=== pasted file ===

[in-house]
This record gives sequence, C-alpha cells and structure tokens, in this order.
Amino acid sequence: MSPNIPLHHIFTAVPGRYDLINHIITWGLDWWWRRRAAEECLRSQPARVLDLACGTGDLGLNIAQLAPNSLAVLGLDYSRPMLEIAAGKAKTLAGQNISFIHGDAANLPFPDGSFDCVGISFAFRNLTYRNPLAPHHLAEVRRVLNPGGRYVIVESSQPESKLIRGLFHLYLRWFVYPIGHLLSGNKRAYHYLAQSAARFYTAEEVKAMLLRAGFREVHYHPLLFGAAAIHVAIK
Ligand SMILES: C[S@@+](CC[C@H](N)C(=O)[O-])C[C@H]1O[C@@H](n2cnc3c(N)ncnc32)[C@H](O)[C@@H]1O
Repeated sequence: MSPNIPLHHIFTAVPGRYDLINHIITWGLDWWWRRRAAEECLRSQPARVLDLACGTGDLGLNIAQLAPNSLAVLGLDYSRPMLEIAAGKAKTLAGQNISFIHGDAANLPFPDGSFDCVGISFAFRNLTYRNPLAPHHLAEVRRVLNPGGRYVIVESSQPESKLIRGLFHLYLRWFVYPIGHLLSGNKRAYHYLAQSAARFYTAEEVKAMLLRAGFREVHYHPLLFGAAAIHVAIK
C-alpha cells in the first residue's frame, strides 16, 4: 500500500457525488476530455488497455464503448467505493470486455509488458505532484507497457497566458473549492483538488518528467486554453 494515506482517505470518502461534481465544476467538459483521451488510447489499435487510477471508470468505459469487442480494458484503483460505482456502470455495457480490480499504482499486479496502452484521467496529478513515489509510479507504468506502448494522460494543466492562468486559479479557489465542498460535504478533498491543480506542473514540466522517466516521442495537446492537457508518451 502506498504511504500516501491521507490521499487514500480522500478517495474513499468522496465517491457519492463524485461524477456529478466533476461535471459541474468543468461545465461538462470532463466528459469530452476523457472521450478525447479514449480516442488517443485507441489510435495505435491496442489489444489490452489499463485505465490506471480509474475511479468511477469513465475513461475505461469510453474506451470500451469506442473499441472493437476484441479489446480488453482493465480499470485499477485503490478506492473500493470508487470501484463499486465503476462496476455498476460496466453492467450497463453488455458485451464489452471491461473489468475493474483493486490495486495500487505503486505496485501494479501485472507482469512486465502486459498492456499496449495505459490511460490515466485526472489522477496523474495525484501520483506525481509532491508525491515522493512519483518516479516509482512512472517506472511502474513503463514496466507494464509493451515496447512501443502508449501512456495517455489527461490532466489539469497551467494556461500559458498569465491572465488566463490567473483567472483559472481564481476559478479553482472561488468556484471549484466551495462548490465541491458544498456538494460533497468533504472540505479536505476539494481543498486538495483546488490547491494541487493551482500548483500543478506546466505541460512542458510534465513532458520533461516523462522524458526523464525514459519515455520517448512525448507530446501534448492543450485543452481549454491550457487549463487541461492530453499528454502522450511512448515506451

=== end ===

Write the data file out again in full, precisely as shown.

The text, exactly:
[in-house]
This record gives sequence, C-alpha cells and structure tokens, in this order.
Amino acid sequence: MSPNIPLHHIFTAVPGRYDLINHIITWGLDWWWRRRAAEECLRSQPARVLDLACGTGDLGLNIAQLAPNSLAVLGLDYSRPMLEIAAGKAKTLAGQNISFIHGDAANLPFPDGSFDCVGISFAFRNLTYRNPLAPHHLAEVRRVLNPGGRYVIVESSQPESKLIRGLFHLYLRWFVYPIGHLLSGNKRAYHYLAQSAARFYTAEEVKAMLLRAGFREVHYHPLLFGAAAIHVAIK
Ligand SMILES: C[S@@+](CC[C@H](N)C(=O)[O-])C[C@H]1O[C@@H](n2cnc3c(N)ncnc32)[C@H](O)[C@@H]1O
Repeated sequence: MSPNIPLHHIFTAVPGRYDLINHIITWGLDWWWRRRAAEECLRSQPARVLDLACGTGDLGLNIAQLAPNSLAVLGLDYSRPMLEIAAGKAKTLAGQNISFIHGDAANLPFPDGSFDCVGISFAFRNLTYRNPLAPHHLAEVRRVLNPGGRYVIVESSQPESKLIRGLFHLYLRWFVYPIGHLLSGNKRAYHYLAQSAARFYTAEEVKAMLLRAGFREVHYHPLLFGAAAIHVAIK
C-alpha cells in the first residue's frame, strides 16, 4: 500500500457525488476530455488497455464503448467505493470486455509488458505532484507497457497566458473549492483538488518528467486554453 494515506482517505470518502461534481465544476467538459483521451488510447489499435487510477471508470468505459469487442480494458484503483460505482456502470455495457480490480499504482499486479496502452484521467496529478513515489509510479507504468506502448494522460494543466492562468486559479479557489465542498460535504478533498491543480506542473514540466522517466516521442495537446492537457508518451 502506498504511504500516501491521507490521499487514500480522500478517495474513499468522496465517491457519492463524485461524477456529478466533476461535471459541474468543468461545465461538462470532463466528459469530452476523457472521450478525447479514449480516442488517443485507441489510435495505435491496442489489444489490452489499463485505465490506471480509474475511479468511477469513465475513461475505461469510453474506451470500451469506442473499441472493437476484441479489446480488453482493465480499470485499477485503490478506492473500493470508487470501484463499486465503476462496476455498476460496466453492467450497463453488455458485451464489452471491461473489468475493474483493486490495486495500487505503486505496485501494479501485472507482469512486465502486459498492456499496449495505459490511460490515466485526472489522477496523474495525484501520483506525481509532491508525491515522493512519483518516479516509482512512472517506472511502474513503463514496466507494464509493451515496447512501443502508449501512456495517455489527461490532466489539469497551467494556461500559458498569465491572465488566463490567473483567472483559472481564481476559478479553482472561488468556484471549484466551495462548490465541491458544498456538494460533497468533504472540505479536505476539494481543498486538495483546488490547491494541487493551482500548483500543478506546466505541460512542458510534465513532458520533461516523462522524458526523464525514459519515455520517448512525448507530446501534448492543450485543452481549454491550457487549463487541461492530453499528454502522450511512448515506451